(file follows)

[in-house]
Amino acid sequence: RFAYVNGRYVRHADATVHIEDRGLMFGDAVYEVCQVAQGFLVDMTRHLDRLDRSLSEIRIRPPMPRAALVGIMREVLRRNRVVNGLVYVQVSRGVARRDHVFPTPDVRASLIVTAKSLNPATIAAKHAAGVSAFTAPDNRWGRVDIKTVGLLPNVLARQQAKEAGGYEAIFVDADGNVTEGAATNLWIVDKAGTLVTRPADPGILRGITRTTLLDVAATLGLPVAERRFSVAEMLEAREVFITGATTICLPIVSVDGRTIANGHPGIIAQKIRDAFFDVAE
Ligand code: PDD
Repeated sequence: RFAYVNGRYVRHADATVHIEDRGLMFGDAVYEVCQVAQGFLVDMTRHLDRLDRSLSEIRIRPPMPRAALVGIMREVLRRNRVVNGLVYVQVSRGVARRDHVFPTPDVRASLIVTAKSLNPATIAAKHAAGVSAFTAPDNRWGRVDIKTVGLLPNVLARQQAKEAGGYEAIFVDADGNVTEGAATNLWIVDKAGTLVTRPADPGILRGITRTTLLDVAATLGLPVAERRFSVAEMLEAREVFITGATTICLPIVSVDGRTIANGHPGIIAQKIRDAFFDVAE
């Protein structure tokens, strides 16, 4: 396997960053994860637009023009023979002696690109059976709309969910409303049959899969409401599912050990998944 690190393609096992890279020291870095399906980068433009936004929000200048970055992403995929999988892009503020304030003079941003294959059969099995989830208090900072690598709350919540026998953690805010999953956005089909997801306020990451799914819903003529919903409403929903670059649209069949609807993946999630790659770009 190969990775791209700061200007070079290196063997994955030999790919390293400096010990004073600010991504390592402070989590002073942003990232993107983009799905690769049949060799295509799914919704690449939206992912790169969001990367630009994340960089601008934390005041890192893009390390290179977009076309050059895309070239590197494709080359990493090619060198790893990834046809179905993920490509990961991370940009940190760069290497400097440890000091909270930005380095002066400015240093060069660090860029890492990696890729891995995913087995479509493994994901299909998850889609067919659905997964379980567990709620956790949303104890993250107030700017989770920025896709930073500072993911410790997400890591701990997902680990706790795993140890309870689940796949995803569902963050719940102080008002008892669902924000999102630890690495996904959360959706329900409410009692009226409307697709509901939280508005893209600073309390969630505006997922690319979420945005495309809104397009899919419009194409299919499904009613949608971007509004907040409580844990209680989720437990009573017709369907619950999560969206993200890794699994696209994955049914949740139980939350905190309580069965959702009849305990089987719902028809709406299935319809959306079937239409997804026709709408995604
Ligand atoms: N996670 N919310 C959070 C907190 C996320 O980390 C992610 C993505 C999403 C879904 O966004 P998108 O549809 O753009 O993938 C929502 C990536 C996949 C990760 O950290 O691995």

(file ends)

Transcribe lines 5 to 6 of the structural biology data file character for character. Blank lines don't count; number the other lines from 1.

């Protein structure tokens, strides 16, 4: 396997960053994860637009023009023979002696690109059976709309969910409303049959899969409401599912050990998944 690190393609096992890279020291870095399906980068433009936004929000200048970055992403995929999988892009503020304030003079941003294959059969099995989830208090900072690598709350919540026998953690805010999953956005089909997801306020990451799914819903003529919903409403929903670059649209069949609807993946999630790659770009 190969990775791209700061200007070079290196063997994955030999790919390293400096010990004073600010991504390592402070989590002073942003990232993107983009799905690769049949060799295509799914919704690449939206992912790169969001990367630009994340960089601008934390005041890192893009390390290179977009076309050059895309070239590197494709080359990493090619060198790893990834046809179905993920490509990961991370940009940190760069290497400097440890000091909270930005380095002066400015240093060069660090860029890492990696890729891995995913087995479509493994994901299909998850889609067919659905997964379980567990709620956790949303104890993250107030700017989770920025896709930073500072993911410790997400890591701990997902680990706790795993140890309870689940796949995803569902963050719940102080008002008892669902924000999102630890690495996904959360959706329900409410009692009226409307697709509901939280508005893209600073309390969630505006997922690319979420945005495309809104397009899919419009194409299919499904009613949608971007509004907040409580844990209680989720437990009573017709369907619950999560969206993200890794699994696209994955049914949740139980939350905190309580069965959702009849305990089987719902028809709406299935319809959306079937239409997804026709709408995604
Ligand atoms: N996670 N919310 C959070 C907190 C996320 O980390 C992610 C993505 C999403 C879904 O966004 P998108 O549809 O753009 O993938 C929502 C990536 C996949 C990760 O950290 O691995």